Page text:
Poland village weighs options for ash tree removal


By Jordyn Grzelewski

jgrzelewski@vindy.com

POLAND

The village faces a decision about its response to the emerald ash borer, the insect that has caused a tree-killing epidemic.

Village officials say dead trees in the Poland Municipal Forest pose a risk to the public, and they are considering removing those trees. Some members of the public who use the forest for recreation agree, but others want the forest left in its natural state.

“A lot of them are on the main walking paths,” said Mayor Tim Sicafuse. “We’ve looked at everything, from cutting all of the [diseased] ash trees down, to some of them, to none of them.”

“We don’t want to cut down any trees,” he said. “But if we know there’s a giant tree right above the path ... we’ve still got to make sure, as the village, that we’re doing everything right to keep everyone safe.”

The village will host a public hearing on the issue at 6 p.m. Aug. 4 before a village council meeting at 7 p.m.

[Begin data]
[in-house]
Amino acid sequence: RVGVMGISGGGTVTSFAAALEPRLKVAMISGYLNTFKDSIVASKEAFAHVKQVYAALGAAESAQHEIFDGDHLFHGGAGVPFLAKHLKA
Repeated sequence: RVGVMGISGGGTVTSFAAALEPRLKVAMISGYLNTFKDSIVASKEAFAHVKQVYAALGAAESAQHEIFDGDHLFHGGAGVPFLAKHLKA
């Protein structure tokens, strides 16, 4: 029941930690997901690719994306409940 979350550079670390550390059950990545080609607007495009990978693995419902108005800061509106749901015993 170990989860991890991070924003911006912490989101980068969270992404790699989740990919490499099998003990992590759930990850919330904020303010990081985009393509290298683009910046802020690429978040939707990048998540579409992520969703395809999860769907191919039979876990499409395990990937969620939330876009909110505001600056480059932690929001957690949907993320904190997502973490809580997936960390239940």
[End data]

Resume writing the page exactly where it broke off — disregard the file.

Poland resident Ian Renne, an associated professor of ecology at Youngstown State University, spoke out in opposition to tree removal at a recent council meeting.

Renne, who frequently takes his students to the municipal forest, says the dead ash trees are important for maintaining ecological diversity.

“They might be more important [than live trees] in that they represent a lot of stored nutrients that will be recycled back into the system,” he said. “Arguably most importantly, standing dead trees are the single greatest predictor of bird diversity in a temperate deciduous forest.”

“Truly from where there is death, there is life. And I personally view standing dead trees as beautiful in the systems,” Renne said.

A state forester will be at the public hearing. Elinor Zedaker, president of the forest board, said she wants to hear from an expert before the board makes a decision.